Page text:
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Abstract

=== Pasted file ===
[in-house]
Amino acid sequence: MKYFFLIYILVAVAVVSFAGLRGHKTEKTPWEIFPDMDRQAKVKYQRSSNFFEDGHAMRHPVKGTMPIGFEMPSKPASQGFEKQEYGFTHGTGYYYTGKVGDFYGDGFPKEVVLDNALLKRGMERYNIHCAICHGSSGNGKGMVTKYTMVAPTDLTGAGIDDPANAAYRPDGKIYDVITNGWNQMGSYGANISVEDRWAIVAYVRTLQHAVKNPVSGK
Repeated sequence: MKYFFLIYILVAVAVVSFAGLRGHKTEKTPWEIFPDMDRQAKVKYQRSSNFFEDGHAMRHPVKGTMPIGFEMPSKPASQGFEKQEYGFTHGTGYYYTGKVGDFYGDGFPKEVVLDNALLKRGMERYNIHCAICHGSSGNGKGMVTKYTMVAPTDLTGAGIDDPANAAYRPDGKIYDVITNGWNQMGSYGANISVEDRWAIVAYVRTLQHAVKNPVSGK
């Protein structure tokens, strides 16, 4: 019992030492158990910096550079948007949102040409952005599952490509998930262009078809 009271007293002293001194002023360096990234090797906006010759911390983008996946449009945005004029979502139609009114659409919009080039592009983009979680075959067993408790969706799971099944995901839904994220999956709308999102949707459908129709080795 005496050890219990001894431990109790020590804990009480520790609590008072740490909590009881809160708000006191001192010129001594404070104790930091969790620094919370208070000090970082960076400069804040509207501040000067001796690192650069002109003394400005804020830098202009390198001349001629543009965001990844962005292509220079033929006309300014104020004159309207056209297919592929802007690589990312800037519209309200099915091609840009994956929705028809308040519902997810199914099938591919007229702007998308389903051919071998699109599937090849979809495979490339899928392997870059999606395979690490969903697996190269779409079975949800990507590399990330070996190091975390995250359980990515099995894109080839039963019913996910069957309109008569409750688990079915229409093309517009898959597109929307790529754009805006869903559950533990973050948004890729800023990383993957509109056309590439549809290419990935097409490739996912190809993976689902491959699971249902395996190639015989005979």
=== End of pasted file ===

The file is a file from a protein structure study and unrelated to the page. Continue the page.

To examine the ability of the expectancy-based personality dimensions dispositional optimism and perceived control over stress to predict the ways in which people characteristically attempt to cope with stress, 420 undergraduate students completed the Life Orientation Test (LOT; Scheier and Carver, 1985), a measure of perceived control over stress, and the dispositional version of the COPE Inventory (Carver, Scheier and Weintraub, 1989). The results revealed a modest but reliable positive correlation between optimism and the perceived control measure. Principal-components analysis of the COPE revealed a factor structure which was generally in accord with prior research. Optimism was positively correlated with active coping and positive reinterpretation, and negatively correlated with focusing on and venting of emotion. Perceived control over stress was negatively correlated with behavioural disengagement. Implications and directions for future research are discussed.